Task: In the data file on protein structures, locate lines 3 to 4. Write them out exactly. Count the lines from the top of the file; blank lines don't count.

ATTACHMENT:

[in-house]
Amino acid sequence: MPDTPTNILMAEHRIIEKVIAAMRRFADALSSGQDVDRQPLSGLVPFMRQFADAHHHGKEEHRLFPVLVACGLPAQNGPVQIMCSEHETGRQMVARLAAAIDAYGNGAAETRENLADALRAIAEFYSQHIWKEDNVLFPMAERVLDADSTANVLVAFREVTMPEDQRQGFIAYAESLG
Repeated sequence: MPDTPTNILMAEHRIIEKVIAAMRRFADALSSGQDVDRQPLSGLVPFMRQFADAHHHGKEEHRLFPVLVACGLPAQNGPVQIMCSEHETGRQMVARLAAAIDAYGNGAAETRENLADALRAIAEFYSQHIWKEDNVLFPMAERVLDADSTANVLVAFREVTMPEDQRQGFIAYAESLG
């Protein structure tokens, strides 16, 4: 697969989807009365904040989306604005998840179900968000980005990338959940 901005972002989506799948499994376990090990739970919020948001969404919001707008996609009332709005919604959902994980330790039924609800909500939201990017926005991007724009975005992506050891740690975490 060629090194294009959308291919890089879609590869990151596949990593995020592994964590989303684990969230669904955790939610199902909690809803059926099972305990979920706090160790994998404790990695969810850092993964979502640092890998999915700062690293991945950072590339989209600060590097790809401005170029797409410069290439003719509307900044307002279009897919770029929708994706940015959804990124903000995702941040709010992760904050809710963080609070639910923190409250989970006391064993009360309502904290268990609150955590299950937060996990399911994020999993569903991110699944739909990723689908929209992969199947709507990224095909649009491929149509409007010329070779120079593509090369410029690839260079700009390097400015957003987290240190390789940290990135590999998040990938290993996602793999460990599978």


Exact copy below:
Repeated sequence: MPDTPTNILMAEHRIIEKVIAAMRRFADALSSGQDVDRQPLSGLVPFMRQFADAHHHGKEEHRLFPVLVACGLPAQNGPVQIMCSEHETGRQMVARLAAAIDAYGNGAAETRENLADALRAIAEFYSQHIWKEDNVLFPMAERVLDADSTANVLVAFREVTMPEDQRQGFIAYAESLG
């Protein structure tokens, strides 16, 4: 697969989807009365904040989306604005998840179900968000980005990338959940 901005972002989506799948499994376990090990739970919020948001969404919001707008996609009332709005919604959902994980330790039924609800909500939201990017926005991007724009975005992506050891740690975490 060629090194294009959308291919890089879609590869990151596949990593995020592994964590989303684990969230669904955790939610199902909690809803059926099972305990979920706090160790994998404790990695969810850092993964979502640092890998999915700062690293991945950072590339989209600060590097790809401005170029797409410069290439003719509307900044307002279009897919770029929708994706940015959804990124903000995702941040709010992760904050809710963080609070639910923190409250989970006391064993009360309502904290268990609150955590299950937060996990399911994020999993569903991110699944739909990723689908929209992969199947709507990224095909649009491929149509409007010329070779120079593509090369410029690839260079700009390097400015957003987290240190390789940290990135590999998040990938290993996602793999460990599978």